ITSY 2430 - Chapter Guide 01

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ITSY 2430 - Chapter Guide 01
Introduction to Security
Lecture Notes
v9781428340664
Prof. Michael P. Harris
Overview
This chapter introduces security fundamentals that form the basis of the Security+
certification. It begins by examining the current challenges in computer security and
why it is so difficult to achieve. It then describes information security in more detail
to see why it is important. Next, the chapter looks at who is responsible for these
attacks and what are the fundamental defenses against attackers. Finally, it explores
the types of computer security careers for IT professionals and introduces the
CompTIA Security+ certification.
Chapter Objectives
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Describe the challenges of securing information
Define information security and explain why it is important
Identify the types of attackers that are common today
List the basic steps of an attack
Describe the five steps in a defense
Explain the different types of information security careers and how the Security+
certification can enhance a security career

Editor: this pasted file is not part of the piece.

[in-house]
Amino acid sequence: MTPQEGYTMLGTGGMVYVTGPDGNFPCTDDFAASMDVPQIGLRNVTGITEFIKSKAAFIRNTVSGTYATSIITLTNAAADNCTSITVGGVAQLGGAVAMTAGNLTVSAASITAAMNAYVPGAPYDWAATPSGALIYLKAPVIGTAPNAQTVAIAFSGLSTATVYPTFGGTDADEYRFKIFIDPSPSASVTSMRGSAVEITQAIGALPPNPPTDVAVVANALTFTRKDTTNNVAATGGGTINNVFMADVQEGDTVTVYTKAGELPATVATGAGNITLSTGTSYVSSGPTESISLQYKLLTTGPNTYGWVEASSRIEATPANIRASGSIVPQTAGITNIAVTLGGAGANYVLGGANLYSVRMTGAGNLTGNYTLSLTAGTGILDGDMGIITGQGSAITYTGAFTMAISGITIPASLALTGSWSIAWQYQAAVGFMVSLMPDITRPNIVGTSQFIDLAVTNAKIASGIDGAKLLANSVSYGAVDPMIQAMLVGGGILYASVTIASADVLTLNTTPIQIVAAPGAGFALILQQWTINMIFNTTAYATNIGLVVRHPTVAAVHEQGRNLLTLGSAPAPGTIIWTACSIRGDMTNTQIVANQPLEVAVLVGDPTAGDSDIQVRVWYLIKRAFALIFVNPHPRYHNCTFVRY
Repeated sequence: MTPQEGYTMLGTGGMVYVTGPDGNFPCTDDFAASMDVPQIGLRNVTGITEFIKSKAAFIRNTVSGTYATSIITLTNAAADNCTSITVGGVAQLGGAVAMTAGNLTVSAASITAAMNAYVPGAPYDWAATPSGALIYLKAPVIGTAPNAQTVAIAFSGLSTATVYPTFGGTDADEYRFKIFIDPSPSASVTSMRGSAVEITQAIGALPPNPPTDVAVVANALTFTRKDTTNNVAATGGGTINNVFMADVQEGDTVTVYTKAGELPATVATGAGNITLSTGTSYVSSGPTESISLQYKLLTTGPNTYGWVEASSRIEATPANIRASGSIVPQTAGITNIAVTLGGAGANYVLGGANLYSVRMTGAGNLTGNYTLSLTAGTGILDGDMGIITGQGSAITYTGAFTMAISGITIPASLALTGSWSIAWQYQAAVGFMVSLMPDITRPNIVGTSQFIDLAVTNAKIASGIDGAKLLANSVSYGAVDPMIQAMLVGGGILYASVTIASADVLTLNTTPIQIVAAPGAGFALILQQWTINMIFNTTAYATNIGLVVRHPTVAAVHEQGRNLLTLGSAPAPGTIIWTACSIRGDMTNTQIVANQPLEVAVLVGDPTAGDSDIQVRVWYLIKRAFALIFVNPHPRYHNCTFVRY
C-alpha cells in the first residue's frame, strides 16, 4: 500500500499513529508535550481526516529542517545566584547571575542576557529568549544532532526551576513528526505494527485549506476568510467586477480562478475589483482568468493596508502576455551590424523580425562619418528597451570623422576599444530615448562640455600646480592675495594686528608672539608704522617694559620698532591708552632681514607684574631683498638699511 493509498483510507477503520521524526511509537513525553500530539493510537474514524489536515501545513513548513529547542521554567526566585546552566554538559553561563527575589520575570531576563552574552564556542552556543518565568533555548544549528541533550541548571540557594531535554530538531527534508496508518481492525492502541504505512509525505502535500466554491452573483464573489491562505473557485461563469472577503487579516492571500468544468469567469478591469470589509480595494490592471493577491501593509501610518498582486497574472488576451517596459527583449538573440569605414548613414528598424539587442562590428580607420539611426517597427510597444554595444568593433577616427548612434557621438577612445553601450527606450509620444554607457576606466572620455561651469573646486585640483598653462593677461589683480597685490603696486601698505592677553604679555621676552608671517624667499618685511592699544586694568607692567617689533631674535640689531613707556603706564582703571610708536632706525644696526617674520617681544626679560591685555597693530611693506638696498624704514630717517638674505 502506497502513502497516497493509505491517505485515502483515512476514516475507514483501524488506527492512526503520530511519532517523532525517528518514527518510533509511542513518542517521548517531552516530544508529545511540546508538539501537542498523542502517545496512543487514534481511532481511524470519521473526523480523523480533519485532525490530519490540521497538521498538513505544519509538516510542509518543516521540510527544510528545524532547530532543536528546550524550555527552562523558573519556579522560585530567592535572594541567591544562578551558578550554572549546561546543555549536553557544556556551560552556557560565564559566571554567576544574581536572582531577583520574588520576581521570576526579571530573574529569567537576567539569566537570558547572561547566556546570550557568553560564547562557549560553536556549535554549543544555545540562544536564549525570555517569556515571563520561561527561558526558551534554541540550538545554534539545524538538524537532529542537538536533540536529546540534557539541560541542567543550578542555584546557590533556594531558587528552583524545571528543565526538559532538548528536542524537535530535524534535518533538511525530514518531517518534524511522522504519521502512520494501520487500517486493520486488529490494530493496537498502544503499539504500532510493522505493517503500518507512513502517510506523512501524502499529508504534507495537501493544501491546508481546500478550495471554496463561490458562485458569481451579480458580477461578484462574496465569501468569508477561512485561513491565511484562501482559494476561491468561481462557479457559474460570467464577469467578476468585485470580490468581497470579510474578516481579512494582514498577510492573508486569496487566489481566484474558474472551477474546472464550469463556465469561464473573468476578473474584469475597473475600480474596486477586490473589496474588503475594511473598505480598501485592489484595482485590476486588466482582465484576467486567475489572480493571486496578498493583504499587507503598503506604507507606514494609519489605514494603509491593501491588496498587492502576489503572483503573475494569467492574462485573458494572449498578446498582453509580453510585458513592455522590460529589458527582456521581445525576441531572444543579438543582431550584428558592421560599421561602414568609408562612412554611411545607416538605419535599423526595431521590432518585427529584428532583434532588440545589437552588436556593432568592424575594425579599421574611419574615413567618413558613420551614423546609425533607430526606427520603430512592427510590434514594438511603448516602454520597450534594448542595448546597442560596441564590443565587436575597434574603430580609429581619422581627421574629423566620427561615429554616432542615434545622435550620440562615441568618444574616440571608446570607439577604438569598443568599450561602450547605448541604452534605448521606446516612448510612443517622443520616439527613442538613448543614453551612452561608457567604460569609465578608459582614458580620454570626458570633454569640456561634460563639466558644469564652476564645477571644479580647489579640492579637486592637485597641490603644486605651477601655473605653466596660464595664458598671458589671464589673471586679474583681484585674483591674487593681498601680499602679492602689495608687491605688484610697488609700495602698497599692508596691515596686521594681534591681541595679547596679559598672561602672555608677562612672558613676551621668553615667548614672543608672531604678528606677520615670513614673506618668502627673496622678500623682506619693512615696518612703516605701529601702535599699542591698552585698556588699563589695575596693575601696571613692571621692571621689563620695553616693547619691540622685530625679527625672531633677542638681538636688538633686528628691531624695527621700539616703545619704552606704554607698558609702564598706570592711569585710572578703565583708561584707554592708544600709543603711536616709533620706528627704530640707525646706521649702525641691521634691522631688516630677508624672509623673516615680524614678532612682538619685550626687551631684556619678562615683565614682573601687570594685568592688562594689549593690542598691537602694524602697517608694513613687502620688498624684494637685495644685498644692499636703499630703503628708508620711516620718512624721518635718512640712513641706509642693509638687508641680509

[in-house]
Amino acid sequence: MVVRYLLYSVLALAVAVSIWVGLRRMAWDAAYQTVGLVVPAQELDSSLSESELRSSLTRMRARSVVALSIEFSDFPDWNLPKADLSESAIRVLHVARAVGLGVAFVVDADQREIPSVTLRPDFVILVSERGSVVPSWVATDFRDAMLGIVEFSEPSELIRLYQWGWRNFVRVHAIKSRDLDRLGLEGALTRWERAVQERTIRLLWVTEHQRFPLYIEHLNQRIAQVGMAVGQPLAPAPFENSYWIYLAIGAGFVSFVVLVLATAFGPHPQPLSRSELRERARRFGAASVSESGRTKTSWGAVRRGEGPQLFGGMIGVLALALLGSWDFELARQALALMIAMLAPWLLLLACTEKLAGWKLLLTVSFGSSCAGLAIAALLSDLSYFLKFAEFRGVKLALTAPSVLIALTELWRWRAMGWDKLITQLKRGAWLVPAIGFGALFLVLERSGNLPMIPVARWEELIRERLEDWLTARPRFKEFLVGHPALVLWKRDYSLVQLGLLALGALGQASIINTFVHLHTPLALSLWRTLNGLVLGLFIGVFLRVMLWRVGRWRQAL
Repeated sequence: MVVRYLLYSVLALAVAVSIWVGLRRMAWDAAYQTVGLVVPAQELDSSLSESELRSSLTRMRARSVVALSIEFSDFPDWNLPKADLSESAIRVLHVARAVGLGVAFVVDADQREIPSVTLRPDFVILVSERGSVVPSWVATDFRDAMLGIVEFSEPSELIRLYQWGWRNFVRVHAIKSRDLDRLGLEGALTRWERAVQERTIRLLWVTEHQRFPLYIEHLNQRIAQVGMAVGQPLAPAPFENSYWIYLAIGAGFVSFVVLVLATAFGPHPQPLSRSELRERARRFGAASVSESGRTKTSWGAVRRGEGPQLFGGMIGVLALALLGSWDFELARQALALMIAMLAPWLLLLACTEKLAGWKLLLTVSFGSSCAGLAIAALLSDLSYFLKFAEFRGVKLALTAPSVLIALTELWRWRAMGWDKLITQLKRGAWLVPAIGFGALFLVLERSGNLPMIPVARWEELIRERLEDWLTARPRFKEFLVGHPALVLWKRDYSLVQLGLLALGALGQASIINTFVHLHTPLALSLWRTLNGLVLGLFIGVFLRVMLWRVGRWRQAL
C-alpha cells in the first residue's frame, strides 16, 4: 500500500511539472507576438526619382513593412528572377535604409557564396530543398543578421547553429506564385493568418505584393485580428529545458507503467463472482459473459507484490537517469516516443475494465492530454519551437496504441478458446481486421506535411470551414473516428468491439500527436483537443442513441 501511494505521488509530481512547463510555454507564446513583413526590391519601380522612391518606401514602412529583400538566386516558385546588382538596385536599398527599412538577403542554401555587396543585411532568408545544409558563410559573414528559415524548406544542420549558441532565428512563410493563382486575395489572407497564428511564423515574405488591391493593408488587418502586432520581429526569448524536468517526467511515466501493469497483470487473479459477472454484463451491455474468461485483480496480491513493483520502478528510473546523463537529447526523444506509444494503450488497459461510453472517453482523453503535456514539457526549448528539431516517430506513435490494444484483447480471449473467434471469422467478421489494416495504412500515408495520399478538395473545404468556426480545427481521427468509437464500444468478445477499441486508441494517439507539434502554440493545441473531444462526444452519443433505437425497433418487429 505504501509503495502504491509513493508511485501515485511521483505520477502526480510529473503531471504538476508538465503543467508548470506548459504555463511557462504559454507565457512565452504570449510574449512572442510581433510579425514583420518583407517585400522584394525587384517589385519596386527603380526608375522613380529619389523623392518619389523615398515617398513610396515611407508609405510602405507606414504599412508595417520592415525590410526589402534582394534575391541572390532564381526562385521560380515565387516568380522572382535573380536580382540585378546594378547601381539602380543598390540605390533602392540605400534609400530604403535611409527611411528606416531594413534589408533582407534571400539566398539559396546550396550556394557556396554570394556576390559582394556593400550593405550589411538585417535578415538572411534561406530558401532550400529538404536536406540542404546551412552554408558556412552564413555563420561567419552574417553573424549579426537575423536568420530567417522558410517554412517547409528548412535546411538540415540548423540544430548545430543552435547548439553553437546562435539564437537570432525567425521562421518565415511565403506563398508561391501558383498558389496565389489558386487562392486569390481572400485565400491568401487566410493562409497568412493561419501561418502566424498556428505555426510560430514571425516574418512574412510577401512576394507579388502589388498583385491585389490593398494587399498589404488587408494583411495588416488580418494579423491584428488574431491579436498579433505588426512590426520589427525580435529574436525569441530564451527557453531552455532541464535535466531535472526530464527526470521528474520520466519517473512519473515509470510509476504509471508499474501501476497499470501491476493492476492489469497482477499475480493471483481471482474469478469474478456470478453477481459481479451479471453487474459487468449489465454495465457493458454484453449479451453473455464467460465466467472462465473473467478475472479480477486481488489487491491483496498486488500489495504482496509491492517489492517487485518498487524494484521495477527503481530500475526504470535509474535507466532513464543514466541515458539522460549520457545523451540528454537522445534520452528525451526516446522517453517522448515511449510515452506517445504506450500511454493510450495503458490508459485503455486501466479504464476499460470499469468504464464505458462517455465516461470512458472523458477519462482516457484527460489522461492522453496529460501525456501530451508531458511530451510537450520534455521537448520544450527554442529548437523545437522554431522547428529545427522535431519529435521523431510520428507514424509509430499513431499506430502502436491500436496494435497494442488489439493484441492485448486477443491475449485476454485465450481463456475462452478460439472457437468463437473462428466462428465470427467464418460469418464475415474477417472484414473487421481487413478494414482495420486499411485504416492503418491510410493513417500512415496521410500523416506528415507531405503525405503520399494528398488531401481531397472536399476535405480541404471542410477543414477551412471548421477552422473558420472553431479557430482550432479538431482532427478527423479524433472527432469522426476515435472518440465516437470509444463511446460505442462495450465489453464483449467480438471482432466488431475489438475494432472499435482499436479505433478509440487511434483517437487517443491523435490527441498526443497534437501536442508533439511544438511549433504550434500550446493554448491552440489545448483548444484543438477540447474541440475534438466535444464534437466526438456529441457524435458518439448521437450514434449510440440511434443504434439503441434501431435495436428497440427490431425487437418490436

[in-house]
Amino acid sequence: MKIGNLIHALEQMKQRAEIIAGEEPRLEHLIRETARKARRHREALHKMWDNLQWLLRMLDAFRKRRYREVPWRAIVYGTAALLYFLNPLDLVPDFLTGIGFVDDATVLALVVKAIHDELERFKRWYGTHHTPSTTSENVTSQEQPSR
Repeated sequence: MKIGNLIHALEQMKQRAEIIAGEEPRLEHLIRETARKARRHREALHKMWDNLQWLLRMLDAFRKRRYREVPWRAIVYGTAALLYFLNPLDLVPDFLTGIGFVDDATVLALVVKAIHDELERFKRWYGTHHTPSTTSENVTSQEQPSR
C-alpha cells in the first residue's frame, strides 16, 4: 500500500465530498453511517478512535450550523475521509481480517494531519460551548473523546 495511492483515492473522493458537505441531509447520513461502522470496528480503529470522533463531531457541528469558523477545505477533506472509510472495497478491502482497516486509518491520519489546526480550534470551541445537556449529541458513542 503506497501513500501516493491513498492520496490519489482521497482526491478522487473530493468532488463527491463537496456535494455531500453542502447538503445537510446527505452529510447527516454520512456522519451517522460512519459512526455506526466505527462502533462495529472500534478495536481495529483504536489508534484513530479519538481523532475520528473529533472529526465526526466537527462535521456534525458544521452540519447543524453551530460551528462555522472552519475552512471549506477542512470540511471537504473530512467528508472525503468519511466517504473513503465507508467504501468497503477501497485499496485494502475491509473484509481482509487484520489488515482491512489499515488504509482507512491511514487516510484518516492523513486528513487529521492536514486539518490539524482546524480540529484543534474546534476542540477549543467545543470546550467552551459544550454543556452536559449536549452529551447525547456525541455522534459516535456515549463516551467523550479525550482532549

Challenges of Securing Information
There is no simple solution to securing information. This can be seen through the different
types of attacks that users face today, as well as the difficulties in defending against these
attacks.
Today’s Security Attacks
1. Typical security warnings:
a. A malicious program was introduced at some point in the manufacturing
process of a popular brand of digital photo frames.
b. A Nigerian e-mail scam claimed to be sent from the U.N.
c. “Booby-trapped” Web pages are growing at an increasing rate.
d. A new worm disables Microsoft Windows Automatic Updating and the Task
Manager.
e. Apple has issued an update to address 25 security flaws in its operating
system OS X.
f. The Anti-Phishing Working Group (APWG) reports that the number of unique
phishing sites continues to increase.
g. Researchers at the University of Maryland attached four computers equipped
with weak passwords to the Internet for 24 days to see what would happen.
These computers were hit by an intrusion attempt on average once every 39
seconds.
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2. Security statistics bear witness to the continual success of attackers:
a. TJX Companies, Inc. reported that over 45 million customer credit card and
debit card numbers were stolen by attackers over an 18 month period from
2005 to 2007.
b. Table 1-1 lists some of the major security breaches that occurred during a
three-month period.
c. The total average cost of a data breach in 2007 was $197 per record
compromised.
d. A recent report revealed that of 24 federal government agencies, the overall
grade was only “C−”.
Tip
Phishing Web sites are well known for suddenly appearing and then disappearing to
reduce the risk of being traced. The average time a site is online according to the
APWG (Anti-Phishing Working Group) is only four days (www.antiphishing.org).
Tip